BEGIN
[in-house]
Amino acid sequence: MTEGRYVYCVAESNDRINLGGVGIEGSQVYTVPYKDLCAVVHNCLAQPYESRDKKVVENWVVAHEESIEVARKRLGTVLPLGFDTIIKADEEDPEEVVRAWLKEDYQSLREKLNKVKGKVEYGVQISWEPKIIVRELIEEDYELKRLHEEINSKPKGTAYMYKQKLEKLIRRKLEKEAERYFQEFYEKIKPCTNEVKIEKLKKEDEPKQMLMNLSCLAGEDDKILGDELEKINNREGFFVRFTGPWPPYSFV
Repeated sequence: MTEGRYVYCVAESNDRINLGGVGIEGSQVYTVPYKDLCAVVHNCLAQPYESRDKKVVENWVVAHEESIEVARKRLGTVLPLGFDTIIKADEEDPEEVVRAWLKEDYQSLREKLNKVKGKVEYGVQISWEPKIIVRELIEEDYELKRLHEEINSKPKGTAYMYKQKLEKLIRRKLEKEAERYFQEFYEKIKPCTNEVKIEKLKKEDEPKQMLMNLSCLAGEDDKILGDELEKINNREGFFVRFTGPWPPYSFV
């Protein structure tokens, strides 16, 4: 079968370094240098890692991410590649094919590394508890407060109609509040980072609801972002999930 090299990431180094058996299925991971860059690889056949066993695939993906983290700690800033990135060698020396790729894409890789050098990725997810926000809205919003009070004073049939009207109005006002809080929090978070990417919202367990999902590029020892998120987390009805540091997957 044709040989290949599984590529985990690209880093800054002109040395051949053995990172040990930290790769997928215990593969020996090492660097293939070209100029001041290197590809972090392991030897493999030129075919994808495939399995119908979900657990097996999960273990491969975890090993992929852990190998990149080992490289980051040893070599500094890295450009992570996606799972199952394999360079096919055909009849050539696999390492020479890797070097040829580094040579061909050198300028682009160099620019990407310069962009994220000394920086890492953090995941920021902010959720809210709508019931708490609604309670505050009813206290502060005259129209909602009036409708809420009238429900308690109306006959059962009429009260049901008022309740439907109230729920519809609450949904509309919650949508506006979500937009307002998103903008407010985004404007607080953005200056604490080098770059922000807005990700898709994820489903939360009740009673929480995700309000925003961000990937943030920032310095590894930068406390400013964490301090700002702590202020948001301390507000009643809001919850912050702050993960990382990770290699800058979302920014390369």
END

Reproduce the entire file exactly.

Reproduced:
[in-house]
Amino acid sequence: MTEGRYVYCVAESNDRINLGGVGIEGSQVYTVPYKDLCAVVHNCLAQPYESRDKKVVENWVVAHEESIEVARKRLGTVLPLGFDTIIKADEEDPEEVVRAWLKEDYQSLREKLNKVKGKVEYGVQISWEPKIIVRELIEEDYELKRLHEEINSKPKGTAYMYKQKLEKLIRRKLEKEAERYFQEFYEKIKPCTNEVKIEKLKKEDEPKQMLMNLSCLAGEDDKILGDELEKINNREGFFVRFTGPWPPYSFV
Repeated sequence: MTEGRYVYCVAESNDRINLGGVGIEGSQVYTVPYKDLCAVVHNCLAQPYESRDKKVVENWVVAHEESIEVARKRLGTVLPLGFDTIIKADEEDPEEVVRAWLKEDYQSLREKLNKVKGKVEYGVQISWEPKIIVRELIEEDYELKRLHEEINSKPKGTAYMYKQKLEKLIRRKLEKEAERYFQEFYEKIKPCTNEVKIEKLKKEDEPKQMLMNLSCLAGEDDKILGDELEKINNREGFFVRFTGPWPPYSFV
């Protein structure tokens, strides 16, 4: 079968370094240098890692991410590649094919590394508890407060109609509040980072609801972002999930 090299990431180094058996299925991971860059690889056949066993695939993906983290700690800033990135060698020396790729894409890789050098990725997810926000809205919003009070004073049939009207109005006002809080929090978070990417919202367990999902590029020892998120987390009805540091997957 044709040989290949599984590529985990690209880093800054002109040395051949053995990172040990930290790769997928215990593969020996090492660097293939070209100029001041290197590809972090392991030897493999030129075919994808495939399995119908979900657990097996999960273990491969975890090993992929852990190998990149080992490289980051040893070599500094890295450009992570996606799972199952394999360079096919055909009849050539696999390492020479890797070097040829580094040579061909050198300028682009160099620019990407310069962009994220000394920086890492953090995941920021902010959720809210709508019931708490609604309670505050009813206290502060005259129209909602009036409708809420009238429900308690109306006959059962009429009260049901008022309740439907109230729920519809609450949904509309919650949508506006979500937009307002998103903008407010985004404007607080953005200056604490080098770059922000807005990700898709994820489903939360009740009673929480995700309000925003961000990937943030920032310095590894930068406390400013964490301090700002702590202020948001301390507000009643809001919850912050702050993960990382990770290699800058979302920014390369």